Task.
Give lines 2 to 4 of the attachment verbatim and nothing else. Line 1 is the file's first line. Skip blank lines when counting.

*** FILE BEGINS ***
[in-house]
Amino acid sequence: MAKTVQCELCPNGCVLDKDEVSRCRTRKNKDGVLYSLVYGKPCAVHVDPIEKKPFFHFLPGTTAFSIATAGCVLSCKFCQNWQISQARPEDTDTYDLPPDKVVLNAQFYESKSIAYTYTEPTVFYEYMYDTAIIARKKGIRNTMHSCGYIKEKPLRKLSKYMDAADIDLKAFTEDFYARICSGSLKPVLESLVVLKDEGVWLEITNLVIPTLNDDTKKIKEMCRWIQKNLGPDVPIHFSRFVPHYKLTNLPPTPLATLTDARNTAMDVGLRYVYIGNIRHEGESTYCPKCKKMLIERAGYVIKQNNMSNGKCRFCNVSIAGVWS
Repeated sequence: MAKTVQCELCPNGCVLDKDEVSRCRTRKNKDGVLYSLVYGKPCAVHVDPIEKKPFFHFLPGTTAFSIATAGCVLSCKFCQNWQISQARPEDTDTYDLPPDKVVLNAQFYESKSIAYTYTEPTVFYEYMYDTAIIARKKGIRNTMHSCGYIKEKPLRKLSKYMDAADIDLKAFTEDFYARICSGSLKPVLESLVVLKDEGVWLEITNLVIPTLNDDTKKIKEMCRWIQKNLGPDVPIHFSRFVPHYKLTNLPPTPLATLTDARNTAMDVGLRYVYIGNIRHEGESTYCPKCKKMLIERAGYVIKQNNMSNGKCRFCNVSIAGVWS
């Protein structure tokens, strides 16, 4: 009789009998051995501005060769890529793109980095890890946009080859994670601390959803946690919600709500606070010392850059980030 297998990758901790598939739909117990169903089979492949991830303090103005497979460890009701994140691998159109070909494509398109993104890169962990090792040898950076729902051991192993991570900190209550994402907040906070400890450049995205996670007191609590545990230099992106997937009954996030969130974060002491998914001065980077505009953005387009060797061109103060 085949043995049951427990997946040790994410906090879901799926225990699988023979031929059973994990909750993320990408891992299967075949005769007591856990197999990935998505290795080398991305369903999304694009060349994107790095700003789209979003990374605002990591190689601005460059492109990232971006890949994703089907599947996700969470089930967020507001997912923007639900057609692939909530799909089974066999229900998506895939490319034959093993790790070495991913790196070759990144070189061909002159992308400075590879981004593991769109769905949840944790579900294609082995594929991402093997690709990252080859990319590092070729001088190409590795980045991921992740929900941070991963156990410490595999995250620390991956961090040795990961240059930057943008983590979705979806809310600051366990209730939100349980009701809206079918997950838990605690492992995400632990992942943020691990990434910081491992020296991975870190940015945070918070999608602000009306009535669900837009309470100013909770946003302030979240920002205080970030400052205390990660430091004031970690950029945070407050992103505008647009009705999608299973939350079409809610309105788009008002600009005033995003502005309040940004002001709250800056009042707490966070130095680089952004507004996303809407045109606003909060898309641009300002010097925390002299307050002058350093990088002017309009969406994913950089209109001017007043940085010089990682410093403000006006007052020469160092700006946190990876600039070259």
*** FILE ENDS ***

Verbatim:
Amino acid sequence: MAKTVQCELCPNGCVLDKDEVSRCRTRKNKDGVLYSLVYGKPCAVHVDPIEKKPFFHFLPGTTAFSIATAGCVLSCKFCQNWQISQARPEDTDTYDLPPDKVVLNAQFYESKSIAYTYTEPTVFYEYMYDTAIIARKKGIRNTMHSCGYIKEKPLRKLSKYMDAADIDLKAFTEDFYARICSGSLKPVLESLVVLKDEGVWLEITNLVIPTLNDDTKKIKEMCRWIQKNLGPDVPIHFSRFVPHYKLTNLPPTPLATLTDARNTAMDVGLRYVYIGNIRHEGESTYCPKCKKMLIERAGYVIKQNNMSNGKCRFCNVSIAGVWS
Repeated sequence: MAKTVQCELCPNGCVLDKDEVSRCRTRKNKDGVLYSLVYGKPCAVHVDPIEKKPFFHFLPGTTAFSIATAGCVLSCKFCQNWQISQARPEDTDTYDLPPDKVVLNAQFYESKSIAYTYTEPTVFYEYMYDTAIIARKKGIRNTMHSCGYIKEKPLRKLSKYMDAADIDLKAFTEDFYARICSGSLKPVLESLVVLKDEGVWLEITNLVIPTLNDDTKKIKEMCRWIQKNLGPDVPIHFSRFVPHYKLTNLPPTPLATLTDARNTAMDVGLRYVYIGNIRHEGESTYCPKCKKMLIERAGYVIKQNNMSNGKCRFCNVSIAGVWS
């Protein structure tokens, strides 16, 4: 009789009998051995501005060769890529793109980095890890946009080859994670601390959803946690919600709500606070010392850059980030 297998990758901790598939739909117990169903089979492949991830303090103005497979460890009701994140691998159109070909494509398109993104890169962990090792040898950076729902051991192993991570900190209550994402907040906070400890450049995205996670007191609590545990230099992106997937009954996030969130974060002491998914001065980077505009953005387009060797061109103060 085949043995049951427990997946040790994410906090879901799926225990699988023979031929059973994990909750993320990408891992299967075949005769007591856990197999990935998505290795080398991305369903999304694009060349994107790095700003789209979003990374605002990591190689601005460059492109990232971006890949994703089907599947996700969470089930967020507001997912923007639900057609692939909530799909089974066999229900998506895939490319034959093993790790070495991913790196070759990144070189061909002159992308400075590879981004593991769109769905949840944790579900294609082995594929991402093997690709990252080859990319590092070729001088190409590795980045991921992740929900941070991963156990410490595999995250620390991956961090040795990961240059930057943008983590979705979806809310600051366990209730939100349980009701809206079918997950838990605690492992995400632990992942943020691990990434910081491992020296991975870190940015945070918070999608602000009306009535669900837009309470100013909770946003302030979240920002205080970030400052205390990660430091004031970690950029945070407050992103505008647009009705999608299973939350079409809610309105788009008002600009005033995003502005309040940004002001709250800056009042707490966070130095680089952004507004996303809407045109606003909060898309641009300002010097925390002299307050002058350093990088002017309009969406994913950089209109001017007043940085010089990682410093403000006006007052020469160092700006946190990876600039070259």